We've put together a very clear and concise picture using publicly available data from reference sources to show an apples-to-apples comparison of well productivity in the Southern Delaware Basin in close proximity to our combined footprint.

You can see in the map on the left that we have focused on Wolfcamp A results since most operators currently regard this as their primary zone in this part of the basin. This group of well results is shown on both a cumulative distribution plot as well as in a summary chart in the bottom-right quadrant, which distills the information from the distribution plot down to the P50 result for each operator.

The analysis excludes prior operator results, which often are mistakenly ascribed to current acreage owners and typically were completed using older completion designs.

After plotting the P50 results, you can see that both Carrizo and Callon have been amongst the top 8 operators in this region over the past 2 years, competing favorably relative to some of the more prominent names in the industry.

This summary of public data results align well with our own extensive diligence work that incorporates proprietary data, providing us with a high level of comfort that we're combining 2 well-established areas into a cohesive core Delaware position.

At this point, I would like to turn the call over to Jeff.

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Jeffrey S. Balmer, Callon Petroleum Company - Senior VP & COO [4]

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Thanks, Joe. In our previous acquisition presentation, we outlined a number of areas that we believe will contribute significant upside to our shareholders in the form of highly achievable synergies.

On Slide 10, we've tried to simplify some of these concepts into clear examples that should illuminate the viability of the goals we've set for ourselves.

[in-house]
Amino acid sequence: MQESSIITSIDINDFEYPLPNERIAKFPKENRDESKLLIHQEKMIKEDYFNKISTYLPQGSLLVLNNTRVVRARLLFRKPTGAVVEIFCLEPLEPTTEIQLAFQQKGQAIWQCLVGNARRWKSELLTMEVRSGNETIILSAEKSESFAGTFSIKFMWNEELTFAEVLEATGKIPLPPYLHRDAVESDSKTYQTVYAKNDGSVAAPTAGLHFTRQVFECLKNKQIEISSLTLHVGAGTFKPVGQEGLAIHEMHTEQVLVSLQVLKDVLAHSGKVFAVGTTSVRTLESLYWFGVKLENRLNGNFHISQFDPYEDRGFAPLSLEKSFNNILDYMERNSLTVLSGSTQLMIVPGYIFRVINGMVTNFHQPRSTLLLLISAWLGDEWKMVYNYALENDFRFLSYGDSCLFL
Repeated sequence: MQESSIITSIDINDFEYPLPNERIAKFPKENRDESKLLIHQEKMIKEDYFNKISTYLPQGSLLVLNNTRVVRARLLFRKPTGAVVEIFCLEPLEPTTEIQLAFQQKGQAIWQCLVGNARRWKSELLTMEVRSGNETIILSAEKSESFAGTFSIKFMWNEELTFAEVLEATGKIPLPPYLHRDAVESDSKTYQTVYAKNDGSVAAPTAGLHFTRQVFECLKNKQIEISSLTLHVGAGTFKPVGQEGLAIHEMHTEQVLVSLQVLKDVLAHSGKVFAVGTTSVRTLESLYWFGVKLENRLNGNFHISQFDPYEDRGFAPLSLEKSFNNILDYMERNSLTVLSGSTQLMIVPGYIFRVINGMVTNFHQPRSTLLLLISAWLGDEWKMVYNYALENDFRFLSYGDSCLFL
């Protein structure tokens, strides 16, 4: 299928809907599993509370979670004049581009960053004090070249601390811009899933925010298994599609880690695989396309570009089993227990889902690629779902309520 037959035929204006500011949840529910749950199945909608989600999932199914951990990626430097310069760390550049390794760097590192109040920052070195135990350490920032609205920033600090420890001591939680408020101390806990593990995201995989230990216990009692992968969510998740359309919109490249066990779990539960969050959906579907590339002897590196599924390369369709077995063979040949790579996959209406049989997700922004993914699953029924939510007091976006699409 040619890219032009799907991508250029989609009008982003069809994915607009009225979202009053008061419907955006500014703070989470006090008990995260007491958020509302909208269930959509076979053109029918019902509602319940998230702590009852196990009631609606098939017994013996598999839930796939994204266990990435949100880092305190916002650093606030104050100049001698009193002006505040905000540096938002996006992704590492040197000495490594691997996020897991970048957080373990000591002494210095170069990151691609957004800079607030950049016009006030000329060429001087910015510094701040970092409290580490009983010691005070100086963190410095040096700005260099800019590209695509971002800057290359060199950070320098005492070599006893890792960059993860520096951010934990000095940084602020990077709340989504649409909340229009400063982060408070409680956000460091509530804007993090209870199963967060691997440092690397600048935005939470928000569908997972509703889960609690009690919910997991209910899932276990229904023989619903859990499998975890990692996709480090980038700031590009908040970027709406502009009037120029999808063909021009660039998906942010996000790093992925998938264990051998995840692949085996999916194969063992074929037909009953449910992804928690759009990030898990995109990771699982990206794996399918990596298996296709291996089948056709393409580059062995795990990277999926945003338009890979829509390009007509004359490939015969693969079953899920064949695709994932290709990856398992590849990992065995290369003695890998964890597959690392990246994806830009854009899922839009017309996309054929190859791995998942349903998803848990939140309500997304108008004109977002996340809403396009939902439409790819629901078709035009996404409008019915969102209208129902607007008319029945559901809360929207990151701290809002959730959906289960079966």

We quantified our annual run rate for total synergies at $100 million to $125 million. We don't give ourselves credit for achieving all of this in year one. From our perspective, we feel comfortable with targeting somewhere between 50% and 75% of that annual goal for operational synergies in 2020, and we broke out exactly how we calculate those numbers within the ranges and what drives the specific synergy achievements in the first year of the combination.

On the G&A front, achieving $35 million in savings, which is at the low end of our targeted annual run rate, denotes a roughly 20% cut to the combined total G&A. From a drilling and completion perspective, we are targeting a 5% improvement in Delaware development costs under a sustained use of the new development model. Additionally, we're accounting for a 1% improvement in uptime for production from our Permian assets as we focus the operations on larger pad developments. This reduces HBP activity and mitigates effects of broader scale to offset frac impacts and shortens recovery times to restore production.

As I'll cover shortly, we see higher synergy potential in both of these areas as our development model is expanded across the Permian.

Flipping to Slide 11, you can see that our target D&C cost for Delaware development to achieve those previously stated synergies has already been surpassed in our very first mega-pad that we recently completed using simultaneous operations. It's worthwhile noting that we accomplished this with 1 of the 2 completion crews being activated just for this project. We believe there would've been incremental upside to the efficiency benefits if we've been able to utilize a second dedicated crew consistently throughout 2019.

You've heard us talk about the level of operational efficiency that you gain from consistent deployment and activity levels, as seen in the upper right-hand chart, and this most recent achievement on the Rag Run pad is indicative of the viability of D&C synergies and our prospective plan for 2020.

Much of this efficiency and cost savings comes from shipping to larger project development. And you can see, in the lower left-hand chart, that our program is expected to shift measurably in 2020 and 2021, which we expect will drive continued improvements in cost reduction and consistency.

While D&C savings are going to be a significant driver of value, the ability to reduce production downtime across our asset base will be another structural uplift from larger project sizes. A 1% increase in Permian field uptime, which is accomplished through reduced offset frac impacts by concentrating activity with larger projects in a single geographic location rather than moving about with smaller pad projects across an asset area, can generate roughly $10 million in incremental value in the first year. We expect to see this increase over time, increasing the incremental production impact to 1% to 2% of our total Permian production.